Since the advent of Digital Video, almost every company from Canon, Kodak, Nikon, Samsung, Sony and Fuji-film have delved into producing Digital Cameras for Photographers and Videographers alike. Over the years we have seen a huge change in what would be called “Industry Standard” when it comes to video; from 4:3 Standard Definition Video for the much older and bulkier CRT Television and Computer Monitors – now to 16:9 High Definition for much thinner but wider LCD Smart Televisions and LED Monitors
In the last Five years, we have seen the Digital SLR take leaps into shooting video with Canon and Nikon providing Full High Definition Video with a variable frame rate options, small and compact versatile camera bodies, and the ability of interchangeable lenses within there own lens line to bring a cinematic edge that most Broadcast Video Cameras could not produced with a Built-in lens.
Now Filmmakers are asking for more (as 720p and 1080p High Definition having replaced the distribution standard for Online Digital and Blu-ray streams), they want more Resolution leeway in Post Production and the potential to have a much Higher Quality Digital Master of there productions for future releases. As Cinema Cameras such as the RED EPIC and ARRI Cinema Cameras are producing 4K and 8K Video Resolutions – how can the Digital SLR Industry make its move into this area of the market?
The first of which to make its mark has to be the Panasonic Lumix GH4. A successor to the Lumix GH3, it is the first Digital SLR to produce 4K Video Resolutions at variable bitrates that can suit a range of SD cards that may be on-hand. Utilising the incredible All-Intra Codec to retain incredible detail and imagery, 4K Video can be recorded in-camera at 24/25/30fps – but can also shoot up to 96fps slow motion video at 1080p.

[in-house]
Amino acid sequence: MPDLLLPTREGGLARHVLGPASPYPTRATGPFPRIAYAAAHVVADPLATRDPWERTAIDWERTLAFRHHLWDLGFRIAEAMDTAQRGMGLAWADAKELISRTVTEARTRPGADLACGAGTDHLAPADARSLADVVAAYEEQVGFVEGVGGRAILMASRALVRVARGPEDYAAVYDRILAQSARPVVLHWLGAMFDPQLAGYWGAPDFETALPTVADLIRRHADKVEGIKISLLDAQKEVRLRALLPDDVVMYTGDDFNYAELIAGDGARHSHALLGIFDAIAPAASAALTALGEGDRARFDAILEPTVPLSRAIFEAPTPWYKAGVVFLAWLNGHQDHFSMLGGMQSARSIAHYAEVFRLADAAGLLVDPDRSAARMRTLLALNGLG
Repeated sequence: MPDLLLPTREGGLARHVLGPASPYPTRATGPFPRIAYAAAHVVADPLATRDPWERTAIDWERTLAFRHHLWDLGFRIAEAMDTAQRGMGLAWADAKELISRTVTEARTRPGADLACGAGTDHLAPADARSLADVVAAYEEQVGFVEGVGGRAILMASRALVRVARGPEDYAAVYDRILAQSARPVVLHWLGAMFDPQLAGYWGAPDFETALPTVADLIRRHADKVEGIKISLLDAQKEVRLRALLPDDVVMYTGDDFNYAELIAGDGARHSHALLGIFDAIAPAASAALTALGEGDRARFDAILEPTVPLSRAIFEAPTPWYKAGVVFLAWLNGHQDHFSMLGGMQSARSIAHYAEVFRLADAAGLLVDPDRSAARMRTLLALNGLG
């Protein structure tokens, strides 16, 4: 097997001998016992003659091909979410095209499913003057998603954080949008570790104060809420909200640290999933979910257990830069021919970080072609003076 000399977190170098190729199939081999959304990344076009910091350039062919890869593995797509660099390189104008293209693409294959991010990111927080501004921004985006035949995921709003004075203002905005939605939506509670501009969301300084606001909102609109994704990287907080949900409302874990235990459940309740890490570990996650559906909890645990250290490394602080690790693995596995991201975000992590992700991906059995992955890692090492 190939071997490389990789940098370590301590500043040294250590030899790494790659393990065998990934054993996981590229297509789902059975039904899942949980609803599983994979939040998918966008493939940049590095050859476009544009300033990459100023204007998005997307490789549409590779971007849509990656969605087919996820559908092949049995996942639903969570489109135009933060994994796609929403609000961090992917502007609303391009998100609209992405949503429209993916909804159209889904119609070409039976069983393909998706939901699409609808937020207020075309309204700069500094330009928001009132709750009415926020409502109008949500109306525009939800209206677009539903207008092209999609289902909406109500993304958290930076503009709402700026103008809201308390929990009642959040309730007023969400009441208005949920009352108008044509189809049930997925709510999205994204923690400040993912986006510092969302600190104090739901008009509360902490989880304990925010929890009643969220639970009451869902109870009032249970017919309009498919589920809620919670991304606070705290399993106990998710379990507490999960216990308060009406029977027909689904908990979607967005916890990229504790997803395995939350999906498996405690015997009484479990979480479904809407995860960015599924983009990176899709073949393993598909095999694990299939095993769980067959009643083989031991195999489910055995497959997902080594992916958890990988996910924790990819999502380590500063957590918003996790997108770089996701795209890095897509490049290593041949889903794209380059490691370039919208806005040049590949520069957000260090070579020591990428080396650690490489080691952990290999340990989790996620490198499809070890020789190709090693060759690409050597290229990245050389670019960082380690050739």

This is a huge step in comparison to the Canon DSLR line, that even with the Full-frame cameras such as the 5D Mark 3 and the Brand New 5Ds – they only shoot slow-motion at a maximum of 50/60fps at 720p – which many believe is an outdated concept.
In comparison the its competitor the Sony A7s, the Lumix is a Crop Sensor Camera using the small and versatile Micro Four Thirds Mount – where the A7s has Full Frame Sensor utilising there Sony E-Mount. Sony’s A7s is 4K Ready, with the ability to Shoot 10-Bit Uncompressed 4K Resolutions with a External Recording Device.
The Full-frame imagery is much more attractive to many film makers – which is why the Metabones company have produced a Speedbooster Adaptor for various Full-Frame Lens Mounts that can not only be converted to the Micro Four Thirds Mount but can convert the small sensor to produce Full Frame images. The GH4 can also shoot externally for 10-bit uncompressed video – but with the advent of being able to shoot 4K In-Camera, it’s much more attractive to Film makers who want easy access to Larger Resolutions.
Some critics have said that the GH4 can not shoot Cinematic images – but when you view the video below produced by Bryan Harvey – this disproves all the criticisms:
At VMBIZ, the Panasonic Lumix GH4 is our pick – and have used this Camera on several of our recent productions. Here is one: